What constitutes wealth and where do we get it? I received this momento of wisdom from my mother that is worthy of introspection and reflection by all this Mothers’ Day….
The National Award for Development of Women/Journalism to me represents an acknowledgment of the sometimes nameless and voiceless women and others I have tried to represent; whose stories I have written, and whose views I have tried to articulate variously as a journalist, as an advocate and activist, as an author, educator and media practitioner in the quest for equity and inclusion, to open up spaces for women and advance a level playing field for all.
We who are given opportunities have a responsibility to give back and to leave our sphere better for those who come after. The wind beneath my wings has always been my now octogenarian mother who had little such opportunity as what she tried to provide for my siblings and I, who inspires with her humility and abundant love; who gives and asks for little in return and who instilled in me that my wealth is my mind. It is to her courage and resilience and quick wit that strengthens my resolve in substituting the pursuit of material wealth for the pursuit of knowledge.
Want to Order in Advance? Send Request in Contact Us Form on this site.
Ma and me
Ma surprises me one day, although I thought the battle was fought and won. It is no mean feat to de-condition centuries of tradition of the notion that marriage is not the ultimate goal for a woman’s self-fulfillment. Yet, I believe I had convinced Ma. I wasn’t in anyway averse to the notion. But life gets in the way. So much to do and so little time to do it in.
The hints and suggestions of appropriate life partners were becoming less frequent. It was a long time since I heard her speak of it. Perhaps she has resigned herself, I think.
Then Ma surprises me. We are talking now about my career. It is difficult to explain. I do not have a career. I do not really have what
people consider a real job. The demands of the NGOs had escalated. It left little time to visit, to talk. The schedule was getting hectic, one international NGO meeting after the other. I was beginning to feel the strain. There was little time to earn a living
and there were bills to pay…. Then Ma surprised me, by saying this…
Between Saving The World and Ma
…One December, I was invited to a meeting to design
international policy for Information and Communication Technology at the United Nations in Geneva – a follow-up meeting to the first World Summit on Information Society meeting held in Tunisia some years earlier, to assess the distance traveled in ICTs and the way forward. I had presented on the need for gender-sensitive ICT policy, with a critique of gender blindness in ICT policy. Rewind! FastForward, it was entitled. Fastforward was the name of the national ICT policy.
…My friend Gail arrives to take me to the airport, yet again., but she instead finds me sitting, half-dressed, my winter boots next to me, pensive.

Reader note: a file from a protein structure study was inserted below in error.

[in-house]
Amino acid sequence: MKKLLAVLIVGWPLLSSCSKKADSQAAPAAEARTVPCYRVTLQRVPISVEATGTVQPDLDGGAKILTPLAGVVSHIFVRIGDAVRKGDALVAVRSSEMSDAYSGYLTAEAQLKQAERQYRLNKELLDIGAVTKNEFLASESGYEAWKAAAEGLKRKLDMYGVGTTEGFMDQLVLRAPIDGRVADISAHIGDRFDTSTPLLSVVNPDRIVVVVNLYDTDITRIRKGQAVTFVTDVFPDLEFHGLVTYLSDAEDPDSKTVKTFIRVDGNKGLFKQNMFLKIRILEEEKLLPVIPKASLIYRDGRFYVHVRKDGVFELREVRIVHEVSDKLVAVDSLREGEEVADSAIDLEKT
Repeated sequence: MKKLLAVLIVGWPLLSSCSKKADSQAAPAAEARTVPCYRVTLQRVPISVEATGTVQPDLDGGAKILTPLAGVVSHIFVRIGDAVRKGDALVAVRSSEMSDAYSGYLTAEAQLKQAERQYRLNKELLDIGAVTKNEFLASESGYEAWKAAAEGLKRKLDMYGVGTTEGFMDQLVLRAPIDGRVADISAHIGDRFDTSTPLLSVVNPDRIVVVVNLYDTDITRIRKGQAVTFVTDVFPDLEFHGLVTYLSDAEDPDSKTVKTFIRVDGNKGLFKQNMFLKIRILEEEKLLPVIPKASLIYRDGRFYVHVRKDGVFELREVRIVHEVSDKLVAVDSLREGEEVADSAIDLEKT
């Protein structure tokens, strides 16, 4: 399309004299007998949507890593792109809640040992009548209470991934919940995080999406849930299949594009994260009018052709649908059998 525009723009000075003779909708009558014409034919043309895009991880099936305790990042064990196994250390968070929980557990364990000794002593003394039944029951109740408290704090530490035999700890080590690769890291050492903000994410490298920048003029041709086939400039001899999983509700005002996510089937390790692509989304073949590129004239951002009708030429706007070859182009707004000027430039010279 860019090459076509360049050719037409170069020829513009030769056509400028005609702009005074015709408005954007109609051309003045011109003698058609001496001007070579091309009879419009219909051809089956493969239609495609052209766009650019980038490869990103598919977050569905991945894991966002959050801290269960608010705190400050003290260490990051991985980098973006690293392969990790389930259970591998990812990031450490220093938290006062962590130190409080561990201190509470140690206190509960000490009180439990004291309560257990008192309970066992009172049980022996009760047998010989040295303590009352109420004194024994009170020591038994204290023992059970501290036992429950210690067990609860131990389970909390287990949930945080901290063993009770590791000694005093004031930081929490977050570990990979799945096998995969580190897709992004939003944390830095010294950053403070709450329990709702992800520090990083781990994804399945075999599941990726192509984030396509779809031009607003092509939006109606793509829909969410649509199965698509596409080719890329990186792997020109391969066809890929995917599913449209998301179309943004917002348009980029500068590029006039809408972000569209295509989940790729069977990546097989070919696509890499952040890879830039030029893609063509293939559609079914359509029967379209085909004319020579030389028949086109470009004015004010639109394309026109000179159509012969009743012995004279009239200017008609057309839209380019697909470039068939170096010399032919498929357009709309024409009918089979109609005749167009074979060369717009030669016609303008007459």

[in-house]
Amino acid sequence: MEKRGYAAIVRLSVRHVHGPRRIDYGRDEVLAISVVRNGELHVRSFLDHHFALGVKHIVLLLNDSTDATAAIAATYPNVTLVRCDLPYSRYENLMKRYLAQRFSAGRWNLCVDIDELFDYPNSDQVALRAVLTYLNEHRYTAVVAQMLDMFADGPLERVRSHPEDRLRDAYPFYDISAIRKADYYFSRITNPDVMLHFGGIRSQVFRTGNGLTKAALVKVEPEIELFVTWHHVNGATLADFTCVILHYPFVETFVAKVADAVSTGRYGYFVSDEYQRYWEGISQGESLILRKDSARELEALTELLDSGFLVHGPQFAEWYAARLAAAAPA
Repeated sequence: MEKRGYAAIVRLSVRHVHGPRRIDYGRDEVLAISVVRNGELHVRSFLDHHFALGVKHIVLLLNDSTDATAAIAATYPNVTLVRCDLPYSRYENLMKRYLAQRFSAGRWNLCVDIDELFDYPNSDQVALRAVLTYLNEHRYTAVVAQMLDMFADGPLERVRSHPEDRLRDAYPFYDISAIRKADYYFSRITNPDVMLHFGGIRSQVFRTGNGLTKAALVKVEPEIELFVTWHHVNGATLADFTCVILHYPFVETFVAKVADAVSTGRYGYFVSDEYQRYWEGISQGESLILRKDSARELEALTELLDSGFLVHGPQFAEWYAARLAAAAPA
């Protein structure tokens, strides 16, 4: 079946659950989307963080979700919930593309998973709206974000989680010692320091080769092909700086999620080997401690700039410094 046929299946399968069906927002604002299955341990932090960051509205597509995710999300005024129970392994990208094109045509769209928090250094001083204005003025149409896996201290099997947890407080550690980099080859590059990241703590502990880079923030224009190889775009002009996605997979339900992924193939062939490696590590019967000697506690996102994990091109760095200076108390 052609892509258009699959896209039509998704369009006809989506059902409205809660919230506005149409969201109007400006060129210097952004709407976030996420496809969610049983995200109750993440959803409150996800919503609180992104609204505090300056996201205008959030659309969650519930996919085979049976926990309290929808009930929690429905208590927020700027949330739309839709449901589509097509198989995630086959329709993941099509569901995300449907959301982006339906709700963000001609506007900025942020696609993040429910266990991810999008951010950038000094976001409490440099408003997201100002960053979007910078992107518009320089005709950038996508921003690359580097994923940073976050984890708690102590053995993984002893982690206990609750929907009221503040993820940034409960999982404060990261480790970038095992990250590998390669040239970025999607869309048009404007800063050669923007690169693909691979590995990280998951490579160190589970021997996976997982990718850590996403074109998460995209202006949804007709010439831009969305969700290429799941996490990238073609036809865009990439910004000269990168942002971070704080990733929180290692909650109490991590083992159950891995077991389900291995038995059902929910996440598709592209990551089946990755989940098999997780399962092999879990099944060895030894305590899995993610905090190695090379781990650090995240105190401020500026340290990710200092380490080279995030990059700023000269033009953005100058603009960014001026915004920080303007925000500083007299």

“Come on. You are going to be late!” She sits me down and pulls my boots on.
“I don’t think I should go,” I tell her. “Ma’s not feeling well.” Ma had just turned 80….
When I went to tell her I was leaving again, I could tell that she was beginning to feel that this could be the
last time we would see each other. …
When A Mother Forgets A Birthday
There were many family occasions missed too. I felt that my
nephews and nieces knew of me from what they read of and by me. For many years my birthday went uncelebrated or in other lands. In Uganda, coordinating the outreach for the Women’s Affairs Minister’s Meeting, the women came together because Hazel Brown insisted that my birthday be recognised with a cake.
Then, Ma too, still remembered my birthday, though I was far away. I did not imaging that a day would come when she would not, and then one day that day came…
Mothers’ Day Missed
…In the weeks that I tried to pull together my second book, Through
the Political Glass Ceiling so it could be out before the general
elections. I felt a launch before the elections was crucial, because there were some prophetic elements therein, I felt. prophetic, guided by my original research that generally departs from and challenges the thinking of the day or long held notions – mostly guided by skewed research. I try to review and revise some of those about the political culture in this book’s introduction, The Clash of Political Cultures: Cultural Diversity and Minority Politics in a Small Island. I focused on the intangibles of political ideology that has often been overlooked in political and socio-cultural analyses. The world is only now awakening that to the reality that these overlooked elements are indeed central and core to democratic failures, and only now recognising how focusing primarily on overt factors can skew analyses. And that made it seem as if I had a Krystal ball – that is, prophetic. It was around these insights that I wrapped career the woman who was in line – or destined -to shatter the political glass ceiling as the first woman Prime Minister.